Margaret Anderson, "Sunset Over the Silage Pile." In The Midst Of, Cokato Historical Society (Late Fall, 1996) vol. 16 no. 4.
It was the closing hours of Monday, September 25, 1978. I sat on a bench outside the Green Giant plant near the slab on which the trucks deposited their 20-25 ton loads of sweetcorn. Thousands and thousands of tons had come and gone over the summer, dumped on the slab and pushed over to the conveyor belt which would take it in to the huskers. It would emerge from the cookers hours later, ready for the warehouse. I felt a sad sense of history that night as I watched those last cobs of corn roll by on the belt, because it was the end of an era I was watching. After seventy-five years of operation, Green Giant’s parent company had decided earlier that year the Cokato plant would be closed after the 1978 pack.
Cokato Museum Staff, "Butter Bandits Escape By A Thin "Margarine"." In The Midst Of, Cokato Historical Society (April, 2022) vol. 42 no. 1.
What thief doesn’t get twitchy fingers when they come across golden bars...of butter that is. Throughout the 1920s and 1930s, gangs of butter thieves robbed Minnesota and Iowa creameries and stole their transport vehicles. Creameries that provided butter for companies, such as Land O’ Lakes, had the leverage of the companies offering large rewards for catching the thieves. The Cokato Enterprise reported in a January 19, 1928, article that “Land O’ Lakes Creameries, Inc has been instrumental in securing the conviction of three different gangs of butter thieves, all of whom are now serving time in the Stillwater penitentiary.”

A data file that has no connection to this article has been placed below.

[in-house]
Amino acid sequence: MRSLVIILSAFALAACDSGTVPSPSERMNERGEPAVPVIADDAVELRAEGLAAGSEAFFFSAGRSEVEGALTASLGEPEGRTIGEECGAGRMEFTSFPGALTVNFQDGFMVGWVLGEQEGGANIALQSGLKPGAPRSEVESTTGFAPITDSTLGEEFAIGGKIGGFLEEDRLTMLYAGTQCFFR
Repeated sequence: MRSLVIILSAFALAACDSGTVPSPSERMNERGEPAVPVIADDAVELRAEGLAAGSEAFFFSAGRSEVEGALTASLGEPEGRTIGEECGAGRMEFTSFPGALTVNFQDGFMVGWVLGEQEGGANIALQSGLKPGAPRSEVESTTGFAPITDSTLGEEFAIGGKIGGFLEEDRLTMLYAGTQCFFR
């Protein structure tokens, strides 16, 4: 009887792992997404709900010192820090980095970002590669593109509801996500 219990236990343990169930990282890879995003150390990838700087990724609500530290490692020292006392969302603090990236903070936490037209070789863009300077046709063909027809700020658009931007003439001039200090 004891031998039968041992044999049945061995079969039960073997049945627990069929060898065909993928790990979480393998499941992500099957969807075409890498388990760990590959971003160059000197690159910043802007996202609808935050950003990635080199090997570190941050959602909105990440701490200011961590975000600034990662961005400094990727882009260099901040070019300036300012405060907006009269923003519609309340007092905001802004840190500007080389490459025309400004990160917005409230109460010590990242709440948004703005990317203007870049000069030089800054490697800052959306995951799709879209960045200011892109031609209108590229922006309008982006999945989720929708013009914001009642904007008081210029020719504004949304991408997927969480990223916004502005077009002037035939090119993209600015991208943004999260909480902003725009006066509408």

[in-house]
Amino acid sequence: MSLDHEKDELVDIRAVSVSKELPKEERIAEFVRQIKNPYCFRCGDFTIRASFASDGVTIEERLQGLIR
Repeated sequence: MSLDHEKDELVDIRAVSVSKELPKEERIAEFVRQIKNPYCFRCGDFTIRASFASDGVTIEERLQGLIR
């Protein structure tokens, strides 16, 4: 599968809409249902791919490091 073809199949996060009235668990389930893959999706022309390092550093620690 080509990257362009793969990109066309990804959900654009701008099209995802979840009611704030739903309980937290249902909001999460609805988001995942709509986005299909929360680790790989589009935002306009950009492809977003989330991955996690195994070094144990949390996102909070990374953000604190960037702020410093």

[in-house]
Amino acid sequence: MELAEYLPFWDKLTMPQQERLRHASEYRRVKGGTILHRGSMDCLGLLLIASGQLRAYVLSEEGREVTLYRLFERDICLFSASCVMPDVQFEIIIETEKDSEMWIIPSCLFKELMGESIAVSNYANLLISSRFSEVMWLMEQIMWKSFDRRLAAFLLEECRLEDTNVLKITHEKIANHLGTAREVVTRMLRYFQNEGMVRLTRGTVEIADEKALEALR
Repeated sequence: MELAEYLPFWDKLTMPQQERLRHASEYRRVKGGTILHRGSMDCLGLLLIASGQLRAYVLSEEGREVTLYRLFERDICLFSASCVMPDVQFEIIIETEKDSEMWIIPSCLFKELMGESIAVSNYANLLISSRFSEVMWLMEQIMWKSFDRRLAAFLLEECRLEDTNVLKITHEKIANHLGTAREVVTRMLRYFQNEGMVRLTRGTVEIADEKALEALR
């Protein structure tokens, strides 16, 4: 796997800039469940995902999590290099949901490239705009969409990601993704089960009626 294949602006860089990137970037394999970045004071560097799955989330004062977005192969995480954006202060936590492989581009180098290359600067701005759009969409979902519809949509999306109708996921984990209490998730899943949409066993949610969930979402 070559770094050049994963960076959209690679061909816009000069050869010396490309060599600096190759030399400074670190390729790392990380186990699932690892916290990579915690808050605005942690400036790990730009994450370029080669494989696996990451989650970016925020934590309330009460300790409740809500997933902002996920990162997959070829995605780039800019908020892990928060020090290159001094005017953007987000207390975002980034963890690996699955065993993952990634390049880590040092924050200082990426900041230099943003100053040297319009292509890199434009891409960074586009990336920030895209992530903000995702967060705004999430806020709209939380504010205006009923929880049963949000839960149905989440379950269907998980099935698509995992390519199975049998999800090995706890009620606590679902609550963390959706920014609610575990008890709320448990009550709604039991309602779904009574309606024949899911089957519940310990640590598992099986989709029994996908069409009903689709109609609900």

Mildred Nelson, "Rambling Down Broadway 1920s & 30s." In The Midst Of, Cokato Historical Society (Winter, 1993) vol. 13 no. 1.
Ascending mission hill from the south we enter Broadway. There were the stately residences of C. A. Swanson, Frank Swanson, A. P. Peterson and A. L. Thelander The Elim Mission church, although changed in design, has been there for "ages" (1916.) At an evangelistic meeting, as a child, Reverend Glen Nelson, the pastor, scared me "near to death."
Across the street the Cities Service Station was erected where formerly stood the brick home of Emil and Julia (Klingenberg) Berg. He was a Lutheran church organist and she was my first Sunday School teacher. Nels Dokken was a gas truck driver. A miniature golf course for a short time was next to G. A. Jorgenson’s one-pump gas station.
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